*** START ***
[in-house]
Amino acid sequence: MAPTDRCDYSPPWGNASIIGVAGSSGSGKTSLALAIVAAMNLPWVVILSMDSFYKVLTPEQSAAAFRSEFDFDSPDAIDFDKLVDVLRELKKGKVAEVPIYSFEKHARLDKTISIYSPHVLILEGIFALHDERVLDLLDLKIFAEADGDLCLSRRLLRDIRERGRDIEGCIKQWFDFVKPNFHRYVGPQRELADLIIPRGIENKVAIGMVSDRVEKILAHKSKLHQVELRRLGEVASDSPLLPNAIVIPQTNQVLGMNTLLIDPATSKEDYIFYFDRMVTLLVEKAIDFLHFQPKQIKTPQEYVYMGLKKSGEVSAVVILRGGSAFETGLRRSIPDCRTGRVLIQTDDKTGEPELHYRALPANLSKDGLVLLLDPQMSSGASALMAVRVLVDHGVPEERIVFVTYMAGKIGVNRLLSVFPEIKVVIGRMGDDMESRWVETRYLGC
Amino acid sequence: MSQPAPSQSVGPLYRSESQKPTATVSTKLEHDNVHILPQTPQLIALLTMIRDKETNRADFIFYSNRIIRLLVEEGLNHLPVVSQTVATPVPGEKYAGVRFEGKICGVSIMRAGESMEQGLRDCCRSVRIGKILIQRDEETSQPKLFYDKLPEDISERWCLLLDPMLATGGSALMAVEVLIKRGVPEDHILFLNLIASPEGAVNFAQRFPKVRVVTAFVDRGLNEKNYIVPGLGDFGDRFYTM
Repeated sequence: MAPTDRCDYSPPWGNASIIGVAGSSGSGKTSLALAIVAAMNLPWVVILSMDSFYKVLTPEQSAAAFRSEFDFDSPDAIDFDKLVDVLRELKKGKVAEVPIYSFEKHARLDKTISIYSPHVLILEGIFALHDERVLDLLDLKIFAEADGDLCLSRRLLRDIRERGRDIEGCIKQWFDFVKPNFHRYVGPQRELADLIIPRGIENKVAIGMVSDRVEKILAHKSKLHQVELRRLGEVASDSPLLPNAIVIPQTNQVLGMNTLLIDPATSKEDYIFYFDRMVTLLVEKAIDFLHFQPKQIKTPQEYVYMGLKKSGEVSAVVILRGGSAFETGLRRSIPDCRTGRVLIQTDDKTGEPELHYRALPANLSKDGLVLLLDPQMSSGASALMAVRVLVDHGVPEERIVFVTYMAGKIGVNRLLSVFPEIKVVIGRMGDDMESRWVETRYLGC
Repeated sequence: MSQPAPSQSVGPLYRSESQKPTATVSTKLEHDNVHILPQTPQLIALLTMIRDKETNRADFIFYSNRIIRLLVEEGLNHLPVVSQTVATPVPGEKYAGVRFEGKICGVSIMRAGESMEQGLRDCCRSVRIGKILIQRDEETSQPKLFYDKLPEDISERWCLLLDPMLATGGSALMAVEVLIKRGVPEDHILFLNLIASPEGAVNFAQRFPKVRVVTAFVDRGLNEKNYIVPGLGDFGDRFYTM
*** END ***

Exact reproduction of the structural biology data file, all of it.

[in-house]
Amino acid sequence: MAPTDRCDYSPPWGNASIIGVAGSSGSGKTSLALAIVAAMNLPWVVILSMDSFYKVLTPEQSAAAFRSEFDFDSPDAIDFDKLVDVLRELKKGKVAEVPIYSFEKHARLDKTISIYSPHVLILEGIFALHDERVLDLLDLKIFAEADGDLCLSRRLLRDIRERGRDIEGCIKQWFDFVKPNFHRYVGPQRELADLIIPRGIENKVAIGMVSDRVEKILAHKSKLHQVELRRLGEVASDSPLLPNAIVIPQTNQVLGMNTLLIDPATSKEDYIFYFDRMVTLLVEKAIDFLHFQPKQIKTPQEYVYMGLKKSGEVSAVVILRGGSAFETGLRRSIPDCRTGRVLIQTDDKTGEPELHYRALPANLSKDGLVLLLDPQMSSGASALMAVRVLVDHGVPEERIVFVTYMAGKIGVNRLLSVFPEIKVVIGRMGDDMESRWVETRYLGC
Amino acid sequence: MSQPAPSQSVGPLYRSESQKPTATVSTKLEHDNVHILPQTPQLIALLTMIRDKETNRADFIFYSNRIIRLLVEEGLNHLPVVSQTVATPVPGEKYAGVRFEGKICGVSIMRAGESMEQGLRDCCRSVRIGKILIQRDEETSQPKLFYDKLPEDISERWCLLLDPMLATGGSALMAVEVLIKRGVPEDHILFLNLIASPEGAVNFAQRFPKVRVVTAFVDRGLNEKNYIVPGLGDFGDRFYTM
Repeated sequence: MAPTDRCDYSPPWGNASIIGVAGSSGSGKTSLALAIVAAMNLPWVVILSMDSFYKVLTPEQSAAAFRSEFDFDSPDAIDFDKLVDVLRELKKGKVAEVPIYSFEKHARLDKTISIYSPHVLILEGIFALHDERVLDLLDLKIFAEADGDLCLSRRLLRDIRERGRDIEGCIKQWFDFVKPNFHRYVGPQRELADLIIPRGIENKVAIGMVSDRVEKILAHKSKLHQVELRRLGEVASDSPLLPNAIVIPQTNQVLGMNTLLIDPATSKEDYIFYFDRMVTLLVEKAIDFLHFQPKQIKTPQEYVYMGLKKSGEVSAVVILRGGSAFETGLRRSIPDCRTGRVLIQTDDKTGEPELHYRALPANLSKDGLVLLLDPQMSSGASALMAVRVLVDHGVPEERIVFVTYMAGKIGVNRLLSVFPEIKVVIGRMGDDMESRWVETRYLGC
Repeated sequence: MSQPAPSQSVGPLYRSESQKPTATVSTKLEHDNVHILPQTPQLIALLTMIRDKETNRADFIFYSNRIIRLLVEEGLNHLPVVSQTVATPVPGEKYAGVRFEGKICGVSIMRAGESMEQGLRDCCRSVRIGKILIQRDEETSQPKLFYDKLPEDISERWCLLLDPMLATGGSALMAVEVLIKRGVPEDHILFLNLIASPEGAVNFAQRFPKVRVVTAFVDRGLNEKNYIVPGLGDFGDRFYTM